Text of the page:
Jesus was perfect love.  He lived a perfect life.  And still people hated him.  Can we expect to escape the same fate as Jesus?  This is not to say that all will hate us.  Some will love us for telling them the truth about Jesus.  But to expect no conflict at all is unrealistic unless you compromise the message.

And unfortunately, far too many Christians do.  Why?  Because they don’t want to be hated.  They don’t want the conflict.

I’m not saying that we should go out of our way to generate conflict and hatred.  We going to generate enough as it is just by representing Jesus.

But neither should we be afraid of conflict by telling people the truth.  Not just part of the truth, but the “whole counsel of God.”  (Acts 20:27)

Jesus never shrank back from it.  Why should we?

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John 15:12-17 — The command of love

I wonder if we really understand the implications of Jesus’ command that we love one another.

One of the clear implications is that love is not merely a feeling but a choice.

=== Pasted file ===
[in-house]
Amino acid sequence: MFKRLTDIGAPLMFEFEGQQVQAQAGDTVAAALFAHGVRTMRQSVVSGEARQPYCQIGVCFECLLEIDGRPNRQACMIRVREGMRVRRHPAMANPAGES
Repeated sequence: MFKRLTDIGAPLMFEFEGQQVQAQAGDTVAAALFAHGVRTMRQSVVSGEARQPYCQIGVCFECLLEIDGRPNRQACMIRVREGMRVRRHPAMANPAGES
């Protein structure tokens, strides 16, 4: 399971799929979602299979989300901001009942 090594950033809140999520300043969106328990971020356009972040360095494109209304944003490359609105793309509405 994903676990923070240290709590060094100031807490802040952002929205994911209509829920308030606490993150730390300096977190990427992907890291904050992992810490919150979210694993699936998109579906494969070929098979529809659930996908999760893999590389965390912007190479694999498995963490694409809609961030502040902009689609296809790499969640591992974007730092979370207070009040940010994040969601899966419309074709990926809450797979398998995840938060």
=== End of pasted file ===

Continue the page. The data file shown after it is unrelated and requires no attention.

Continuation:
No one can command a feeling, not even God himself.  If I were to tell you, for example, “Get angry at me,” you’d have a tough time doing so unless I hit you a few times, because anger is a feeling.  It comes out based on the circumstances around us.

Neither could you tell a person who is depressed, “Be happy!”  and have them respond in a truly happy manner within seconds.  Happiness too is a feeling that is based on our circumstances.

Yet Jesus commands us to love.  If love were merely a soupy feeling, Jesus could not command us to love.  Our love would be based instead on the kind of relationship we had with the people around us.  If our relationship were good, we’d love them.  If it were bad, we wouldn’t.

So what is love?  It is to place high value on people, and to treat them that way.   Jesus tells us the ultimate expression of that kind of love when he said,

Greater love has no one than this, that he lay down his life for his friends. (13)

In other words, ultimate love is when we value the lives of others even more than our own lives.

It is, in fact, the kind of love Jesus showed us.  He valued us so highly, that he left his rightful place in heaven to come to this earth and die in our place.  He loved us so much that he took the punishment for our sins that we deserved.